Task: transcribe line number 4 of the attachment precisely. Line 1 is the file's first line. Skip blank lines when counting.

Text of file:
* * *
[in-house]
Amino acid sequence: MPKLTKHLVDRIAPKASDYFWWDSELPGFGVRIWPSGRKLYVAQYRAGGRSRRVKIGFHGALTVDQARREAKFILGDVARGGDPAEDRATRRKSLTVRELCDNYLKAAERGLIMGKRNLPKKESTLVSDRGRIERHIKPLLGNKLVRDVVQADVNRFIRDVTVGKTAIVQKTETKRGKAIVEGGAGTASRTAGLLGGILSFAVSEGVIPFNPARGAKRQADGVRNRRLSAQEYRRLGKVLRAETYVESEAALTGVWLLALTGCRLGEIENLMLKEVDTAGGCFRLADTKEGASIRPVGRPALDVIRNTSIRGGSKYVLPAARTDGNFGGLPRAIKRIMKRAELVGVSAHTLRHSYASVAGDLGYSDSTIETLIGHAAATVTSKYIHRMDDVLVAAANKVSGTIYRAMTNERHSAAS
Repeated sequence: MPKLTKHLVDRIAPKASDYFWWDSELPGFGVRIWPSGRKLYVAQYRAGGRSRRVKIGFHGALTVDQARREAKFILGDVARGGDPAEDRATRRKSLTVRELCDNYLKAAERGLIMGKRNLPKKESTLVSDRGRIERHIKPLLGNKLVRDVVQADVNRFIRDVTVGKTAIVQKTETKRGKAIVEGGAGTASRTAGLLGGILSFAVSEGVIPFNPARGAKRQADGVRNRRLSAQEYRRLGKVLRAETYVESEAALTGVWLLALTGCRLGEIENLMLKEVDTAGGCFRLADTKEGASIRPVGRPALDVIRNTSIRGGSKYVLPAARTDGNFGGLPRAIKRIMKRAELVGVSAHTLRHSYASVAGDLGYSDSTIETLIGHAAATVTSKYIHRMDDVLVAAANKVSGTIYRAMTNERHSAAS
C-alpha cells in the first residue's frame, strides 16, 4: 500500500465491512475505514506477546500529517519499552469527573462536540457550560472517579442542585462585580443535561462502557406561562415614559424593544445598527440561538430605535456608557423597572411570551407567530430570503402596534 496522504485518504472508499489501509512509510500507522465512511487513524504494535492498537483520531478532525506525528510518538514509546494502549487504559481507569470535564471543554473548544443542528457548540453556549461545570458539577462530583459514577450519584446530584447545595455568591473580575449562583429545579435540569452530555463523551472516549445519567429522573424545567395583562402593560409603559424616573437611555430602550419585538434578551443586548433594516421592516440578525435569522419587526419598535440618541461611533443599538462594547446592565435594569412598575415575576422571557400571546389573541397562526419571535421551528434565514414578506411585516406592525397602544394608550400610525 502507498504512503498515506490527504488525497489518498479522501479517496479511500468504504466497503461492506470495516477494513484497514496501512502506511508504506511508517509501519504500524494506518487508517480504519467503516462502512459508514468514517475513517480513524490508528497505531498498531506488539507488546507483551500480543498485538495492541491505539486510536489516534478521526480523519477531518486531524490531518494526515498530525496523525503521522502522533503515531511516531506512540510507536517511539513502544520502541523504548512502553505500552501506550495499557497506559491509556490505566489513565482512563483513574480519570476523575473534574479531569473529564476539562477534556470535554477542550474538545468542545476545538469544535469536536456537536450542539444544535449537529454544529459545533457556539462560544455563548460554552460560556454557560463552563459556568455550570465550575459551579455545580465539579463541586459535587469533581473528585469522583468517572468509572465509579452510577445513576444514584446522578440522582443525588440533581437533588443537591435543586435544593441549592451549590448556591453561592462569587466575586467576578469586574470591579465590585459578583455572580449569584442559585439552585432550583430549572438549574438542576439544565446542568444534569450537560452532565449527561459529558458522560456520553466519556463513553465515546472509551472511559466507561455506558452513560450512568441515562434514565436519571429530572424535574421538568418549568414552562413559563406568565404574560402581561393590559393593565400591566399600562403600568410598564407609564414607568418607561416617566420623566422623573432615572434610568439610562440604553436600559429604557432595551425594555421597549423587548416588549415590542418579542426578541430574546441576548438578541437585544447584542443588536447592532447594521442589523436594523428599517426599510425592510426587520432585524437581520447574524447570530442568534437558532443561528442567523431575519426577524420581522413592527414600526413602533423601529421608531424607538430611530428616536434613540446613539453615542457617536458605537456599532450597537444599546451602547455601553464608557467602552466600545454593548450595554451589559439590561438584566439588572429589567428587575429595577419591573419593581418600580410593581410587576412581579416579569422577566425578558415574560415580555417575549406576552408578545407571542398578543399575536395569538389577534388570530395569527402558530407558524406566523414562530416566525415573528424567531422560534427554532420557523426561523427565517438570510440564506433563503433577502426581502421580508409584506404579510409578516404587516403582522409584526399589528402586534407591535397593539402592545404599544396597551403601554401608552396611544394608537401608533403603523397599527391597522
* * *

C-alpha cells in the first residue's frame, strides 16, 4: 500500500465491512475505514506477546500529517519499552469527573462536540457550560472517579442542585462585580443535561462502557406561562415614559424593544445598527440561538430605535456608557423597572411570551407567530430570503402596534 496522504485518504472508499489501509512509510500507522465512511487513524504494535492498537483520531478532525506525528510518538514509546494502549487504559481507569470535564471543554473548544443542528457548540453556549461545570458539577462530583459514577450519584446530584447545595455568591473580575449562583429545579435540569452530555463523551472516549445519567429522573424545567395583562402593560409603559424616573437611555430602550419585538434578551443586548433594516421592516440578525435569522419587526419598535440618541461611533443599538462594547446592565435594569412598575415575576422571557400571546389573541397562526419571535421551528434565514414578506411585516406592525397602544394608550400610525 502507498504512503498515506490527504488525497489518498479522501479517496479511500468504504466497503461492506470495516477494513484497514496501512502506511508504506511508517509501519504500524494506518487508517480504519467503516462502512459508514468514517475513517480513524490508528497505531498498531506488539507488546507483551500480543498485538495492541491505539486510536489516534478521526480523519477531518486531524490531518494526515498530525496523525503521522502522533503515531511516531506512540510507536517511539513502544520502541523504548512502553505500552501506550495499557497506559491509556490505566489513565482512563483513574480519570476523575473534574479531569473529564476539562477534556470535554477542550474538545468542545476545538469544535469536536456537536450542539444544535449537529454544529459545533457556539462560544455563548460554552460560556454557560463552563459556568455550570465550575459551579455545580465539579463541586459535587469533581473528585469522583468517572468509572465509579452510577445513576444514584446522578440522582443525588440533581437533588443537591435543586435544593441549592451549590448556591453561592462569587466575586467576578469586574470591579465590585459578583455572580449569584442559585439552585432550583430549572438549574438542576439544565446542568444534569450537560452532565449527561459529558458522560456520553466519556463513553465515546472509551472511559466507561455506558452513560450512568441515562434514565436519571429530572424535574421538568418549568414552562413559563406568565404574560402581561393590559393593565400591566399600562403600568410598564407609564414607568418607561416617566420623566422623573432615572434610568439610562440604553436600559429604557432595551425594555421597549423587548416588549415590542418579542426578541430574546441576548438578541437585544447584542443588536447592532447594521442589523436594523428599517426599510425592510426587520432585524437581520447574524447570530442568534437558532443561528442567523431575519426577524420581522413592527414600526413602533423601529421608531424607538430611530428616536434613540446613539453615542457617536458605537456599532450597537444599546451602547455601553464608557467602552466600545454593548450595554451589559439590561438584566439588572429589567428587575429595577419591573419593581418600580410593581410587576412581579416579569422577566425578558415574560415580555417575549406576552408578545407571542398578543399575536395569538389577534388570530395569527402558530407558524406566523414562530416566525415573528424567531422560534427554532420557523426561523427565517438570510440564506433563503433577502426581502421580508409584506404579510409578516404587516403582522409584526399589528402586534407591535397593539402592545404599544396597551403601554401608552396611544394608537401608533403603523397599527391597522